Experiences of Apologetics to share?


#1

**Here, I thought it’s great to share some of the live apologetic experiences. **

I had a boss, elderly and respectful man he is. He happened to come to my room at my work place. On the table, he saw the encyclicals of the Pope JPII. At a very confident tone, he said your church has to change the tilte of mary from ‘mother of God’ to ‘mother of Jesus’. With and air of confidence and as if to poke fun he asked me the question “Is mary the mother of God or mother of Jesus?”.

Honestly, at that time I really did not like to enter into arguments. But, I had to give some answer … I said “Jesus is both God and Man”. :eek: You should have seen his expression. I can’t forget that blank stare, stunned enough to speak. Frankly speaking that answer came as a bit of surprise even to me. I didn’t want to put him in that situation, and as he began to get up and leave the room he said something to cover that up. Something like “Jesus has two sides one is God and another is Man and Mary is mother of Jesus”. Out of respect for him and not to argue further, I just had to nod “yes … yes”. And, he tried to change the topic before saying goodbye. hehe :rotfl:

Well, if there was someone else I would have repeated “Jesus is BOTH God and Man” and how can we mere mortals try to segregate that?

Infact, this deduction of the divinity into human understandable terms and making him exclusively or exclusively God has the patterns of heresies that date back to the early Church history … for example …Arianism and Nestorianism.

If you have something to share? drop it here


#2

I’ve been into Apologetics since my freshman year in high school (now I’m a senior…woo graduation in May) so I’ve got a couple of good stories.

The first real experience I had with apologetics was when I was a freshman. I had a teacher who was an avowed Baptist and had little bits of anti-Catholicism mixed into his lectures–he was a history teacher. Good man, just a tad misguided for most of his life. It was about that time that I came into contact with Karl Keating’s Catholicism and Fundamentalism. I read through this, laughing most of the way–the things that my teacher was saying were not only answered in this book, they were stated basically verbatim. One day I challenged my teacher. I said “Peter was the first Pope.” He said “No, Peter couldn’t have been, Peter was never in Rome, we have no evidence of Peter ever being in Rome.” I was thinking–of all the answers he could have given to my statement, he gave me the easiest one…So I responded with the passage from one of Peter’s epistles “the Church in Babylon sends its blessing.” As the actual city of Babylon had been destroyed some time before, this refers to either pagan Rome or apostate Jerusalem. My teacher was dumbfounded…had not one more cross word about the Catholic Church for the rest of the year.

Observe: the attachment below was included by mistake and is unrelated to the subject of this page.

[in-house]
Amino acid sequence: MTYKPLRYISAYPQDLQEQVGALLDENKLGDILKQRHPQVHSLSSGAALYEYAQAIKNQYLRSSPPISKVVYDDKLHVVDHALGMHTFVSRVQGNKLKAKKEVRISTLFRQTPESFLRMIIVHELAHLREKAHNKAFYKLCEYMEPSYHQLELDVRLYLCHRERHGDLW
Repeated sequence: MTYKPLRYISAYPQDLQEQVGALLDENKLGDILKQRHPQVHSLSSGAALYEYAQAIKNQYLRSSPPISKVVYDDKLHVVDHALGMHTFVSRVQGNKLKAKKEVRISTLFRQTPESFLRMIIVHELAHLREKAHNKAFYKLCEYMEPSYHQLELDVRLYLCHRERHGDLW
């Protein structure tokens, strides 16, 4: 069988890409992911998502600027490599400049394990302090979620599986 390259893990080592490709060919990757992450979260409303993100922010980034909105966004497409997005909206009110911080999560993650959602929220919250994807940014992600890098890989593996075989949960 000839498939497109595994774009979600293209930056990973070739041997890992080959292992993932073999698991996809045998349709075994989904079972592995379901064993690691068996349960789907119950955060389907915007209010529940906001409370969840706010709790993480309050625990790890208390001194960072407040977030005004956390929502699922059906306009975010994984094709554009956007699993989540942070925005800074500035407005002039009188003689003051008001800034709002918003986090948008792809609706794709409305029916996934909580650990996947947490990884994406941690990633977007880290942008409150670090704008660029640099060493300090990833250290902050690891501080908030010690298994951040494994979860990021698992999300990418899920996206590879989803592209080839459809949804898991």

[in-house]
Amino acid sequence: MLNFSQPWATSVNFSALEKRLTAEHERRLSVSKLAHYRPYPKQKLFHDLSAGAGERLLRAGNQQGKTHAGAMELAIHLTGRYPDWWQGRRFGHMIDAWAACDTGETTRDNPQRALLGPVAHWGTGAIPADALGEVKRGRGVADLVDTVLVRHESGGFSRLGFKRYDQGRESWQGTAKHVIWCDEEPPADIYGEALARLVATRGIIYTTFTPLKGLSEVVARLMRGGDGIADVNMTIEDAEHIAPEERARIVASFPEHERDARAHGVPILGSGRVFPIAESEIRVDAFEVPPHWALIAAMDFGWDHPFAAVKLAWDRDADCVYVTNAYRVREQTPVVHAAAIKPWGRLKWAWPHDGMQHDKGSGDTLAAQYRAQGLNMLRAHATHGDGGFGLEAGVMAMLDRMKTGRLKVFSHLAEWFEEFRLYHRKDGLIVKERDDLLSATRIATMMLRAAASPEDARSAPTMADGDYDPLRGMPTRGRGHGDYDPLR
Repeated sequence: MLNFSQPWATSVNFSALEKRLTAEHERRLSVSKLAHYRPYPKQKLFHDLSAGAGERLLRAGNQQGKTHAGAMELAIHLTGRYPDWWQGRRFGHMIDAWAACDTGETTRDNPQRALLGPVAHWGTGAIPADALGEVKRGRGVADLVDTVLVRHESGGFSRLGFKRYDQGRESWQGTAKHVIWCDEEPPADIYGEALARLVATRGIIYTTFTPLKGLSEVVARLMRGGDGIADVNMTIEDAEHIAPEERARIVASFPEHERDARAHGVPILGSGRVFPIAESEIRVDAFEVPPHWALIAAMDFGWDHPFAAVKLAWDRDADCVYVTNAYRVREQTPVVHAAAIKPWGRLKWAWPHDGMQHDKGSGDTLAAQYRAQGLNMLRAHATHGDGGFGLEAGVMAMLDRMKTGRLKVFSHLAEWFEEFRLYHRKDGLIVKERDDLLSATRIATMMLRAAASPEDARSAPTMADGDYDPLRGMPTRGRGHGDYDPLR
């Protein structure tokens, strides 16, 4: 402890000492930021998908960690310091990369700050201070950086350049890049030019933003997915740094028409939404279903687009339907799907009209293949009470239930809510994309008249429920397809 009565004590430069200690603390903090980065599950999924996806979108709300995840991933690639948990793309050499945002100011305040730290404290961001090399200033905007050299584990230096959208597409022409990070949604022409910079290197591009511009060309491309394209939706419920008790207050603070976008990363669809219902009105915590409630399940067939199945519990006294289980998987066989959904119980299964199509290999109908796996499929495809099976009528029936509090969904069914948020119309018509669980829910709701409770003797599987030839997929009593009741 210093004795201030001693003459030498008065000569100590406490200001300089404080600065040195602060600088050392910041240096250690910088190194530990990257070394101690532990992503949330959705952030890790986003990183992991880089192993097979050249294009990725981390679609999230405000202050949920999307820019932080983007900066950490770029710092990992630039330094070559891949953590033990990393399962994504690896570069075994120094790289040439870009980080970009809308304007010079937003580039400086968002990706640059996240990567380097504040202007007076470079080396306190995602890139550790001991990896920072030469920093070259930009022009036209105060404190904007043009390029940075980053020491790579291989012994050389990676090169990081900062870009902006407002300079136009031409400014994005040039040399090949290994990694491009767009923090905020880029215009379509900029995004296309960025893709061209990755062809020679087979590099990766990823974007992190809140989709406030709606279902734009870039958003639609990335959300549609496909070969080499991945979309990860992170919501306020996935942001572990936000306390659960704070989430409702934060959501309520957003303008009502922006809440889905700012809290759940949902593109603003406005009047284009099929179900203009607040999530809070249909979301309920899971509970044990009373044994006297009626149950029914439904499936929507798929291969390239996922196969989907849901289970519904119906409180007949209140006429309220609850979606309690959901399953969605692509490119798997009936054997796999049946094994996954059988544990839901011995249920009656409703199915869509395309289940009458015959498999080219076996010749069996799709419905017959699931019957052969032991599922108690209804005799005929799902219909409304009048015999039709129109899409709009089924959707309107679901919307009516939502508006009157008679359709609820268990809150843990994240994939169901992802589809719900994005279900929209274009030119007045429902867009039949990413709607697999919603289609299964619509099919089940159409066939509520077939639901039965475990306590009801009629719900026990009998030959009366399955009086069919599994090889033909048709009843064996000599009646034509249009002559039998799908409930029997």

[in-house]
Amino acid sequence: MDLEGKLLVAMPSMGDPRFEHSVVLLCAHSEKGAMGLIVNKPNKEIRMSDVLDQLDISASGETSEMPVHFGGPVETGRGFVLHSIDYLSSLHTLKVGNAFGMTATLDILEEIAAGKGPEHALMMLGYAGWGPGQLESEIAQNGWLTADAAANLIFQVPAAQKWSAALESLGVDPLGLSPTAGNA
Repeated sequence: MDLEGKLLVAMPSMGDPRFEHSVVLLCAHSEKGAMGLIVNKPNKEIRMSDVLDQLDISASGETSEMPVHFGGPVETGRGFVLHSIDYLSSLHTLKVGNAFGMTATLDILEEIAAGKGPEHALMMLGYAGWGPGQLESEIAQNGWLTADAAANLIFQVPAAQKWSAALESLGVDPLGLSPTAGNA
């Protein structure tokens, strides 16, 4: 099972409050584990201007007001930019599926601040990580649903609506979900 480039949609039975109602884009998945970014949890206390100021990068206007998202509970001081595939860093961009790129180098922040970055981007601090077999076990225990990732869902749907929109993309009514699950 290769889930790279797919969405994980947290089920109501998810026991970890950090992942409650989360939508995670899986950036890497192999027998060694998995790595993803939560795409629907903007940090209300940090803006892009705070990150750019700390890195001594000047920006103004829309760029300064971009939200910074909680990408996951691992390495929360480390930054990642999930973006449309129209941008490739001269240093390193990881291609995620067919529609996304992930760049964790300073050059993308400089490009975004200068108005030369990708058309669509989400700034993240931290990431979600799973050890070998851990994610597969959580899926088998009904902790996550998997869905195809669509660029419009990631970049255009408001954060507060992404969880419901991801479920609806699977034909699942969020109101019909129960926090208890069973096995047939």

I had another teacher, another Baptist–this time my Spanish teacher. Since we learned about Hispanic culture in our Spanish class, there were also lots of opportunities for him to inject his own opinions into the lecture. One day we began arguing about the canon of Scripture. I asked him “If the Bible is the sole rule of faith, why isn’t there a ‘table of contents’ so to speak, of what belongs in it.” He paused for a long time and then said: “Well, someone wrote a book on that a long time ago…and it takes more explanation than I can give you…and it’s a very expensive book…” Of course I could have responded that this type of explanation denies sola scriptura as it relies on a man’s teaching, but I didn’t know what to say. I just left.

I have a good friend who is a Pentacostal. One day, I showed her my Miraculous Medal and explained it. She was amazed at how much teaching was packed into such a small medium. The MM is a great apologetics tool–and it’s one you can wear around your neck!

-ACEGC


#3